Mesut Ozil’s refusal to accept wage cuts is a result of his superior social conscience
By Alfie Cairns Culshaw (Chief Editor)
As the news leaked last night that Mesut Ozil was one of three players that has refused to agree to the 12.5% pay cuts proposed by the club, the inevitable tabloid media backlash swept in, with many publications and media personalities feeling it was their place to heap abuse on the German, without considering the full story.
Yes, this doesn’t look great at the outset. The most handsomely payed player at the club, and by a considerable margin, refusing to accept a slight cut on their luxuriously large income to help support those less well off at the club doesn’t reflect well on that player. However, if you read beyond the headlines and the over the top rant from you know who, then you’ll see this is a far more complex situation than it appears at first glance.
The reports suggest that Ozil is looking for complete assurances that this money will go to the right places. Very reasonable, given the notoriously sketchy track record of our owner and given his current ventures elsewhere. The Number 10 is also understood to be ‘waiting to assess the full impact of Covid-19’ before making any major financial commitments. What exactly this means, and what exactly he’s waiting to observe remains to be seen, although it would seem that he’s not completely against taking pay cuts- it’s not as though he’s flat out refusing to co-operate.
Mesut Ozil is not an idiot. He’ll be fully aware of the PR disaster that would come out of not accepting this sort of cut to help out for the greater good. Any player would. My guess would be that he’s still waiting for these assurances, still negotiating with the club over the best possible plan before accepting such a big decision, but unfortunately someone decided they’d leak the news to the press before an agreement could be reached, painting Ozil out as the bad guy. I’d be extremely surprised if Mesut Ozil didn’t take some sort of financial hit in the next few weeks.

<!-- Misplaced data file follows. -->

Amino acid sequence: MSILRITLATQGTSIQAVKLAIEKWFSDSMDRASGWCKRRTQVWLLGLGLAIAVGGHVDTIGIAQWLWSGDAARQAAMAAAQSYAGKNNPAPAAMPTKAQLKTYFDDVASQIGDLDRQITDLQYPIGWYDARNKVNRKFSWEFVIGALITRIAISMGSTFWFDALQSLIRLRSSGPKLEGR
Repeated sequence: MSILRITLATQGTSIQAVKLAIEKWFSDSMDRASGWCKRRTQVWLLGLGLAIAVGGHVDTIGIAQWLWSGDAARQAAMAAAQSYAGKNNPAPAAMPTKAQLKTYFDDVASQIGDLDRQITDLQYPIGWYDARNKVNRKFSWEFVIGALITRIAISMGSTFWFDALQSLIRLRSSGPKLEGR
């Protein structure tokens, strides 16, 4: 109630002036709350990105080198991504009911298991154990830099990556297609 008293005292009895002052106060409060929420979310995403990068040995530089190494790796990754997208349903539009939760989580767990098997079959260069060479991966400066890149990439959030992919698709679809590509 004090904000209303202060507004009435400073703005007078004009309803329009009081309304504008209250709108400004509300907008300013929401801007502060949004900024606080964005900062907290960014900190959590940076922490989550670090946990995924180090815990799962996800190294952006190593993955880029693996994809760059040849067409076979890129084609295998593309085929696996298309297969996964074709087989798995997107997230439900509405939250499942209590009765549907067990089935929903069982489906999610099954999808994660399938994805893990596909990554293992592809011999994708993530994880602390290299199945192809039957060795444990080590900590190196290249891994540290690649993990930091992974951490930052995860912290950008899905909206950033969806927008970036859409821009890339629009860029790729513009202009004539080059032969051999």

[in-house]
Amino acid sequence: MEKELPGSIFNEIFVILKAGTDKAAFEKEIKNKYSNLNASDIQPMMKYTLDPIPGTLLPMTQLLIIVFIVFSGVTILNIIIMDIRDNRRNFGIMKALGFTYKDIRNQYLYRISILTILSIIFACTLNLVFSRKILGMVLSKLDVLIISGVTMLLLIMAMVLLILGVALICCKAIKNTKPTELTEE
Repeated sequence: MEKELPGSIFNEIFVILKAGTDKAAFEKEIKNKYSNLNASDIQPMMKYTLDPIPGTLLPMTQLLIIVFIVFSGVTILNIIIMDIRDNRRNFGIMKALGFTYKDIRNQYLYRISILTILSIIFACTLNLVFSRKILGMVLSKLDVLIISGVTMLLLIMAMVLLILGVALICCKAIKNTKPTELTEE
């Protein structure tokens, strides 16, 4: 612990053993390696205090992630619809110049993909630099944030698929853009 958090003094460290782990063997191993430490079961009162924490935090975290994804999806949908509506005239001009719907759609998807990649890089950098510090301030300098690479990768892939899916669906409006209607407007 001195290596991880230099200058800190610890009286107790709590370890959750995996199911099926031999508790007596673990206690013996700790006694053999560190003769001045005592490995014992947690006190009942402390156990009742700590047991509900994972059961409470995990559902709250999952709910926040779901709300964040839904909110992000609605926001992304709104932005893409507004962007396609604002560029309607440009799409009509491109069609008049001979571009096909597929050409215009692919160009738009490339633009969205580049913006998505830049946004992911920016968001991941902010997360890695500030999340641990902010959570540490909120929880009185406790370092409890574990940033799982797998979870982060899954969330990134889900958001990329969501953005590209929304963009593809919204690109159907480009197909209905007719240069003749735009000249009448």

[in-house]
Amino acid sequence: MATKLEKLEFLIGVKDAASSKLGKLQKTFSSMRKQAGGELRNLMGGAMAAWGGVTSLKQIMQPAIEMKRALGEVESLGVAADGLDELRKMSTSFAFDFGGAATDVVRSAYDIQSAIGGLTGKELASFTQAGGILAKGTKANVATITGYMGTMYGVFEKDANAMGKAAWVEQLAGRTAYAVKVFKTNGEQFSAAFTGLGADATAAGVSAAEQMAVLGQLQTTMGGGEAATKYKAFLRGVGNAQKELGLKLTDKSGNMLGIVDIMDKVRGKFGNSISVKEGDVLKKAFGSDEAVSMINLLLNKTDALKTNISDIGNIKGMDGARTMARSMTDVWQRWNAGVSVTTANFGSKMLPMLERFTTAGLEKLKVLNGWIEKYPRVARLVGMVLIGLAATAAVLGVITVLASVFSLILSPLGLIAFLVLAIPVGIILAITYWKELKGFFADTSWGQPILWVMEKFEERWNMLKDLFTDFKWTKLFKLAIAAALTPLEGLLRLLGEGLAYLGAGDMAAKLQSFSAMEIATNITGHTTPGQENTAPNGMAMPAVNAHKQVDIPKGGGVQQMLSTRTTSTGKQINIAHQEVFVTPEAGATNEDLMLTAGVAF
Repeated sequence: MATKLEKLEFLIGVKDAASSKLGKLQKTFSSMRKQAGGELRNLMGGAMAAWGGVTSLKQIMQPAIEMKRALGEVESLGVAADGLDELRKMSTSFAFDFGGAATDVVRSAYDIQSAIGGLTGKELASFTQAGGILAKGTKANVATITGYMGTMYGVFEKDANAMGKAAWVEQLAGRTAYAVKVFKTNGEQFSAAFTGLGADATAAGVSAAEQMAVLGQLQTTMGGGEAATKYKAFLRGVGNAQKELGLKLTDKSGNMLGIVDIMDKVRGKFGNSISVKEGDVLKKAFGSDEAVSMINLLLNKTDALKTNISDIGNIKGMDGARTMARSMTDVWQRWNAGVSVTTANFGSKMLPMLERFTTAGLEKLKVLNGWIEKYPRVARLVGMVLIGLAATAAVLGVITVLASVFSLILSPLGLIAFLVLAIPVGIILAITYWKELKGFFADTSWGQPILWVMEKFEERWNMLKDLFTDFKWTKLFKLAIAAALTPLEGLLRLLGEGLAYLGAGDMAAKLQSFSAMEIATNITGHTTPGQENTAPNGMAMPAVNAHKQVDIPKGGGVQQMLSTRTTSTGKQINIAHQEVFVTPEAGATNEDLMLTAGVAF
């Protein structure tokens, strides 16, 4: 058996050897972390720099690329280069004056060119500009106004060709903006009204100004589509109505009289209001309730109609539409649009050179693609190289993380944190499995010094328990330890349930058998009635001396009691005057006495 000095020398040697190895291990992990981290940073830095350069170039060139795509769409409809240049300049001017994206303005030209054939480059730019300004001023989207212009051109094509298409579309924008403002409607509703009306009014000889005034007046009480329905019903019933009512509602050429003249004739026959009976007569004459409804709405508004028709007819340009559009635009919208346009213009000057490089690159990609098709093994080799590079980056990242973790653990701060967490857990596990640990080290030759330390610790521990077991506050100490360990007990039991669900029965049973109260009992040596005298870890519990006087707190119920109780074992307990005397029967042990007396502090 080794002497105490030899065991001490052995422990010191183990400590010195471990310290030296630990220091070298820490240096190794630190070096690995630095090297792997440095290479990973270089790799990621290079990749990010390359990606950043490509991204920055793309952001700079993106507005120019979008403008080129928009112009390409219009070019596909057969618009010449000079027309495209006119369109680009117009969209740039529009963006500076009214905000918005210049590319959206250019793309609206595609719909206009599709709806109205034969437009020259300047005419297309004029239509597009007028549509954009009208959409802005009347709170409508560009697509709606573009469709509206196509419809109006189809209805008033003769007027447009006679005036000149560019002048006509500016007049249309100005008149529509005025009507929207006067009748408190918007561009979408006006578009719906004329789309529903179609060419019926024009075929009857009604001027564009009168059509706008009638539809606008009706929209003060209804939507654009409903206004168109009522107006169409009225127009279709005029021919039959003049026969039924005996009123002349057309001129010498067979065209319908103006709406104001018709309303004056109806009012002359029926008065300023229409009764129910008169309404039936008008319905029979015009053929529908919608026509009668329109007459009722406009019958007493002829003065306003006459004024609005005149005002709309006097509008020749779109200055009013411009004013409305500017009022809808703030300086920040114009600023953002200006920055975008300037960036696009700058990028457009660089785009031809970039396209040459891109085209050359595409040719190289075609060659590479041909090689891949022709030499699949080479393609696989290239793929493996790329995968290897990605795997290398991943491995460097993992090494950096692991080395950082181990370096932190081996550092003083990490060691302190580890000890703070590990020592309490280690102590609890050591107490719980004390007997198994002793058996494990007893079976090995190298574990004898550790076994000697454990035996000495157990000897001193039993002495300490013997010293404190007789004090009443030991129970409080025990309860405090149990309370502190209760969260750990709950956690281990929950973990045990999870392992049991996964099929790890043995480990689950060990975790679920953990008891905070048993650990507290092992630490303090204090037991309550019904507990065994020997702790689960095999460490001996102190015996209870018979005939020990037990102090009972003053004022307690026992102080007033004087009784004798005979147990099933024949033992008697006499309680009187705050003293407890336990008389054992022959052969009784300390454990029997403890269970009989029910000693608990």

Some may say, ‘he’s on £350k a week, he should accept it in a heartbeat, just take the cut and move on, he can live without the extra 12.5%.’ Whilst yes, he can certainly get by on £306,000 per week, it really isn’t as simple as this. In fact, I’d actually go as far as saying the fact that he hasn’t yet accepted any cuts may be a direct result of his superior social conscience to other members of the squad. This might seem like a ridiculous take that makes no sense at first, but hear me out.
Ozil clearly has a social conscience. He’s not a purely evil human being who has no awareness of how lucky he is and how he can utilise his monetary power to help others. Yes, he may have befriended a fascist dictator and even gone as far as making him his best man at his wedding, but as far as his charitable track record goes, there aren’t many who out do him in modern football.
In 2014, Mesut Ozil donated the entirety of his World Cup winning earnings (estimated at £240,000) to Brazilian hospitals, so they could pay for 23 sick children to have life-changing surgery. In May 2016, Ozil visited the Zaatari refugee camp in Jordan, home to around 80,000 people displaced due to the Syrian Civil war, where he played with children, signed autographs and handed out football shirts.
In 2017, he invited a child cancer patient to his private box at the Emirates, and gave him access to the player’s lounge during the game. The child, Charlie, described this as a dream come true. In 2019, he and his wife paid for 1,000 children to have life-changing surgery as part of their wedding gesture. During this pandemic, he has already donated huge amounts of money to various food banks, which have allowed 16,000 people in need to be fed.
Ozil clearly is aware of other people’s struggles and how fortunate he is. He’s clearly willing to help out and is eager to aid other people’s lives and help relieve their struggles. This emphatic social conscience may be the reason he hasn’t yet agreed to this pay cut as of yet. It may be because he is trying to delegate where this money goes. He may be the one at the forefront of making sure it is used in exactly the right places, before he just hands it over to the club.
Of course, I could be very wrong and he may well be an evil twat who is extremely selfish and completely unaware of his social responsibility. However, given his historically generous actions, it seems quite unlikely doesn’t it?
Before people are so quick to jump to rash conclusions and make sweeping judgements about people, make sure you look more into the details and assess the situation properly. Thanks for reading, and please give Mesut Ozil a break.